Was Pope Sylvester II a sorcerer?

Not all popes are known for their sanctity. In the Middle Ages, popes routinely acted immorally. But it’s Pope Sylvester II who has the distinction of being the first accused necromancer to rule the church. The claims stemmed from his erudition and religious politics.

Born Gerbert in south-central France around 946, he entered a nearby Benedictine monastery as a child. He excelled in his studies, and in 967, the abbot asked a visiting Spanish count to take Gerbert to Spain to study. He studied at church institutions in Catalonia, a buffer zone between the Franks and the Moors. Although the bishop of Vic guided Gerbert’s education, he still would be exposed to Muslim ideas of mathematics and astronomy inherited from Greece and Persia.

After his three years in Spain, Gerbert became the tutor for Otto II, the son of Holy Roman Emperor Otto I. He then taught at a renowned cathedral school in Reims, France, until 983 when Otto II, now emperor himself, appointed Gerbert the abbot of a monastery in Italy. Otto II died later that year, and Gerbert returned to Reims, where, with some interruptions, he headed the cathedral school until 997. That year he became an advisor to the 16-year-old Holy Roman Emperor Otto III.

Gerbert taught far more than the standard curriculum while at Reims. He built an organ that used water power. He introduced students to Arabic numbers and continued studying the abacus, which he’d learned of in Spain. He even made a mammoth abacus by marking out the floor of the nave of the cathedral and using large disks for the customary beads. He devoted time to astronomy and used spheres and globes in teaching it.

In 998, he was appointed archbishop of Ravenna in Italy. Holy Roman Emperors asserted the power to select the pope and controlled papal elections. On Pope Gregory V’s death in 999, Otto III hand-picked Gerbert to succeed him. Taking the name Sylvester II, he was the first French pope. The assertion of imperial power would lead to the Investiture Controversy, the most significant conflict between secular and religious authority in the 11th century – and the blackening of Sylvester II’s name.

Manuscript illustration of Pope Sylvester II and the Devil (circa 1460)

Otto III took control of Rome in 998, built a palace there, and made it the empire’s administrative center. In 1001, Italians revolted against imperial rule, and angry Romans surrounded his palace. He and Sylvester II fled the city in February. Otto III died the following January at age 21. Sylvester II returned to Rome, where he died in May 1003. But the Investiture Controversy blackened his reputation.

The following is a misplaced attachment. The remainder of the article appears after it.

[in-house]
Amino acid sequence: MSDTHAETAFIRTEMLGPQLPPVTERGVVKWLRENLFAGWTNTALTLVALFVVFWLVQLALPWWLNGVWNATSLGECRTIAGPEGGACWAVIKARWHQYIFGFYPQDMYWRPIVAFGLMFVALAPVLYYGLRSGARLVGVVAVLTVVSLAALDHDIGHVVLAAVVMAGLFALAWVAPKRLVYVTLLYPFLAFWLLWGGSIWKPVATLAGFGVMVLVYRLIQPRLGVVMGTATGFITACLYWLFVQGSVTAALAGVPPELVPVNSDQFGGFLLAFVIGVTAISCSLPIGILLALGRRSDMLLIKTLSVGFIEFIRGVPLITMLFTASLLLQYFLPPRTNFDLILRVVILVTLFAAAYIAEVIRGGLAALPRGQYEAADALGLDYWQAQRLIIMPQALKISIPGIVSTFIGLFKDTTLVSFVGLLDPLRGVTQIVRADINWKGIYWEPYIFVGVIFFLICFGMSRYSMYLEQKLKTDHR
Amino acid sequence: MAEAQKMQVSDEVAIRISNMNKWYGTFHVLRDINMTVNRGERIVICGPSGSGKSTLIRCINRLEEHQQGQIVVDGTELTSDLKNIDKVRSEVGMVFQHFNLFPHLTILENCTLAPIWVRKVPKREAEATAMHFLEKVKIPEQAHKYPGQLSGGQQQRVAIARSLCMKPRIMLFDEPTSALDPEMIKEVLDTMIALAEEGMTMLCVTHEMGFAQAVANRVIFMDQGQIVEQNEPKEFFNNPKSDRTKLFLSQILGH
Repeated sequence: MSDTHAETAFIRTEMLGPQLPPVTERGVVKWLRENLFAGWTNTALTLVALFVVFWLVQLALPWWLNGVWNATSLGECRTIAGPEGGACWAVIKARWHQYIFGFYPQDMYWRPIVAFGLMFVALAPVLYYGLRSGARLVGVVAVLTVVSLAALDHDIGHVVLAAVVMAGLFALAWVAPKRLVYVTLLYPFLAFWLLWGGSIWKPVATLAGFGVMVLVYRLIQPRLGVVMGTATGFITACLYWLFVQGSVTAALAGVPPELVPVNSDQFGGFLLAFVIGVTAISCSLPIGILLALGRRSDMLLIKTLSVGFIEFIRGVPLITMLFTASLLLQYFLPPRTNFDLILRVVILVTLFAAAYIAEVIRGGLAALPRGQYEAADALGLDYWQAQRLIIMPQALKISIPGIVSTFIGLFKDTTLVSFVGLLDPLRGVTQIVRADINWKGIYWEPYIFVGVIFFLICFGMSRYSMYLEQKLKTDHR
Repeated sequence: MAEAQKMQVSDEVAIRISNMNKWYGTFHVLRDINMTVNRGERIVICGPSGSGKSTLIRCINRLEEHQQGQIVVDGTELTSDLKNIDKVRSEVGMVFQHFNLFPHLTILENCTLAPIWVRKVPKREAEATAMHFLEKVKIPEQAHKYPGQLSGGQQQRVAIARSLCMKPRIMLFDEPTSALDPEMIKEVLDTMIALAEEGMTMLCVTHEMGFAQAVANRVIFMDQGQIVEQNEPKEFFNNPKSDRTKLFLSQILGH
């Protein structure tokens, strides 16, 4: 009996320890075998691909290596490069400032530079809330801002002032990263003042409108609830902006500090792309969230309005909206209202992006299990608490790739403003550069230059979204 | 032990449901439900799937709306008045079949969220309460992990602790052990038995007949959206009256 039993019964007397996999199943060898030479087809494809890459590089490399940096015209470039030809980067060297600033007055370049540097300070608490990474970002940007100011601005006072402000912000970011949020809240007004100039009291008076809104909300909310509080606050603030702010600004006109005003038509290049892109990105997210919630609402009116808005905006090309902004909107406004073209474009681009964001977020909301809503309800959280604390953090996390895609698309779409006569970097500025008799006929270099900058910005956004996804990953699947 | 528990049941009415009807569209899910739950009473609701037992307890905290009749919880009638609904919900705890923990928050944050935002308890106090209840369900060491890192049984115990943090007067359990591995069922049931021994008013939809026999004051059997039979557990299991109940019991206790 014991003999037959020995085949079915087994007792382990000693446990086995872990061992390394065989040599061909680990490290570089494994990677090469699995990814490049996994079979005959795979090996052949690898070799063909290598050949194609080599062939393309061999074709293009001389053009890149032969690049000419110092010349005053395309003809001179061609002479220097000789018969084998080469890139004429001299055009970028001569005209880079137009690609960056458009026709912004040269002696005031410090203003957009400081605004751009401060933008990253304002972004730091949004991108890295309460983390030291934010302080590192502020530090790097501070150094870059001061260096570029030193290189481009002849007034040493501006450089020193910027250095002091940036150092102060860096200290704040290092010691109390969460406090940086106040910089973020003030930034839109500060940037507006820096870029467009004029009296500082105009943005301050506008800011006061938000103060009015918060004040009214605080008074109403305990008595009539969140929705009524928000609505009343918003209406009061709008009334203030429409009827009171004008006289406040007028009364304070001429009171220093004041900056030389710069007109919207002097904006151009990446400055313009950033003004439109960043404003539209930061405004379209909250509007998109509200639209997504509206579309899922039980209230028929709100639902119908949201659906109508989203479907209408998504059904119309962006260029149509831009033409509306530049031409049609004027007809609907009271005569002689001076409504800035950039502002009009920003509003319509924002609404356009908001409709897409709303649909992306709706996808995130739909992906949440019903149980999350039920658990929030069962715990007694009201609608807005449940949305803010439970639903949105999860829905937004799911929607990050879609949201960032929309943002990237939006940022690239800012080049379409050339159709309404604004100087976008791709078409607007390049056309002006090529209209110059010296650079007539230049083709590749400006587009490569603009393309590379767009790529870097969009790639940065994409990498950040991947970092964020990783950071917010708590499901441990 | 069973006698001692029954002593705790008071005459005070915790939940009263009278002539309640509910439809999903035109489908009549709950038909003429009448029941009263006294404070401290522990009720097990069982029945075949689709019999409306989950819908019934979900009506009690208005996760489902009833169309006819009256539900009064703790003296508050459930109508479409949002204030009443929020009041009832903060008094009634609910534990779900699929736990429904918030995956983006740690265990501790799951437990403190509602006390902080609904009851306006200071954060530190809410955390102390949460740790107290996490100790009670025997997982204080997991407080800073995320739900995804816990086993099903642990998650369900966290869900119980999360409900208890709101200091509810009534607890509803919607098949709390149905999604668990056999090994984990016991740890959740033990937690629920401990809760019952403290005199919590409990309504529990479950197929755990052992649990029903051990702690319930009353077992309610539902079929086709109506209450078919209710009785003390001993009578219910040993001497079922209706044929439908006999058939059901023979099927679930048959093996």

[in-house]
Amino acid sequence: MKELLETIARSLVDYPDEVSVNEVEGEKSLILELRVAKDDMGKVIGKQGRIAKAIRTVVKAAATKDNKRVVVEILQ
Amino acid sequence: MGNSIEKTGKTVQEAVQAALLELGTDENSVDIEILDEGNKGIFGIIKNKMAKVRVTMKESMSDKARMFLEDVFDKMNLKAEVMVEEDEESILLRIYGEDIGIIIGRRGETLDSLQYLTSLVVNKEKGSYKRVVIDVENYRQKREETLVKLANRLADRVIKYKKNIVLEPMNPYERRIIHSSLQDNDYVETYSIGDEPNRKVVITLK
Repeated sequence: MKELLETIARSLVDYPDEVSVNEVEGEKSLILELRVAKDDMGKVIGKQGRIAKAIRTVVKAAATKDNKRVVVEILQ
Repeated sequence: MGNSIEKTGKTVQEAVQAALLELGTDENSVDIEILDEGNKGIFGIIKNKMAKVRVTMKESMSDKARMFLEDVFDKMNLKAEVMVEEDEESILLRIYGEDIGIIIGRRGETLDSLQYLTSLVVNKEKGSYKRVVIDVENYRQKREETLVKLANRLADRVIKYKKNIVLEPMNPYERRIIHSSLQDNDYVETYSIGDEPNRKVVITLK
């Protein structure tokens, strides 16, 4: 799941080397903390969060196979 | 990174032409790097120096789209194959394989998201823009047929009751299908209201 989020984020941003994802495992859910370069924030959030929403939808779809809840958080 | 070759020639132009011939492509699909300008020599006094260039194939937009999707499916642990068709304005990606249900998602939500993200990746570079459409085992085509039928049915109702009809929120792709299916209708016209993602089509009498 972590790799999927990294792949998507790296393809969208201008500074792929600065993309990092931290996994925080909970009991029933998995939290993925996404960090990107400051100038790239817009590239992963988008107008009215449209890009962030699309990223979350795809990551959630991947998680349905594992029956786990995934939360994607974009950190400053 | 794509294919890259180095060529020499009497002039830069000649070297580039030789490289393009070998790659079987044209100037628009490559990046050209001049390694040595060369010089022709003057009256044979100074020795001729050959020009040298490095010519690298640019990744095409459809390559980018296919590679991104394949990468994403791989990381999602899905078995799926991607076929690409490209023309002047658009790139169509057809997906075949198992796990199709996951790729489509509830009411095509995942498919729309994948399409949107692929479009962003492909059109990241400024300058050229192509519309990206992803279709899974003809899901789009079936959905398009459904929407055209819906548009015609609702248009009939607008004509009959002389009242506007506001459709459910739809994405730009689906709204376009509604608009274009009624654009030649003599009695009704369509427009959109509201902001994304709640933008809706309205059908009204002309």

The first attacks came from a Cardinal Beno. In a screed against then Pope Gregory VII issued around 1085, Beno said Sylvester II was the first in a line of popes who were sorcerers. He said Gerbert was waited on by demons, who helped him to become pope. Beno reported Gerbert summoned a demon before becoming pope and asked when he would die. The demon said Gerbert wouldn’t die until he said Mass in Jerusalem. One day, Sylvester II said Mass in a church in Rome called the Holy Cross of Jerusalem. “Immediately after, he died a horrid and miserable death, and in between those dying breaths, he begged his hands and tongue (with which, by offering them to demons, he had dishonored God) to be cut to pieces,” Beno wrote in Contra Gregorium VII et Urbanum II (Against Gregory VII and Urban II).

More extensive accusations came from British monk and historian William of Malmesbury in his Gesta Regum Anglorum (Deeds of the Kings of England), written around 1125. He reported that Sylvester II “acquired the art of calling up spirits from hell” when studying in Spain. Moreover, he wrote, Sylvester II resided with a Muslim “philosopher” who sold Sylvester II “his knowledge” and loaned him books. One night Sylvester II stole the one book the man refused to lend. With the book, Sylvester “called up the devil, and made an agreement with him to be under his dominion for ever” if the devil protected him from the man.

William also tells a variation of Benno’s account of Sylvester II’s death. He says Sylvester used the astronomical knowledge he gained in Spain to build a brass or bronze head. He empowered the head to answer “Yes” or “No” to Sylvester II’s questions. When he asked if he would die if he said Mass at Jerusalem, the head said, “No.” He, of course, became ill after saying Mass at the Holy Cross. The pope the cardinals together and “lamented his crimes” at length, William wrote. At that point, Sylvester II “began to rave, and losing his reason through excess of pain, commanded himself to be maimed, and cast forth piecemeal.”

William’s description of the creation of the head manages to equate Sylvester’s II knowledge of astronomy with divination. As the Catholic Church had long condemned fortune-telling, this further proved Sylvester II’s ties to dark powers. Even his tomb supposedly ties him to prophecy. Around 1270, reports circulated that when the sound of rattling bones came from it, it was foretelling the death of the pope. Additionally, at least one historian reports, upon opening the tomb in 1684, Sylvester II’s body was still intact. Upon full exposure to the air, though, it turned to dust, further demonstrating his necromancy.

Modern society considers Sylvester II as a pre-Renaissance humanist and one of his age’s leading mathematicians and scientists. He may prove a saying erroneously attributed to author Arthur C. Clarke: Magic is just science we don’t understand yet.

During Gerbert’s lifetime, science transcended faith and faith encompassed science: The pope studied the stars and found God in numbers.

Nancy Marie Brown, The Abacus and the Cross:
The Story of the Pope Who Brought the Light of Science to the Dark Ages

(Originally posted at Exploring History)

Comments are closed.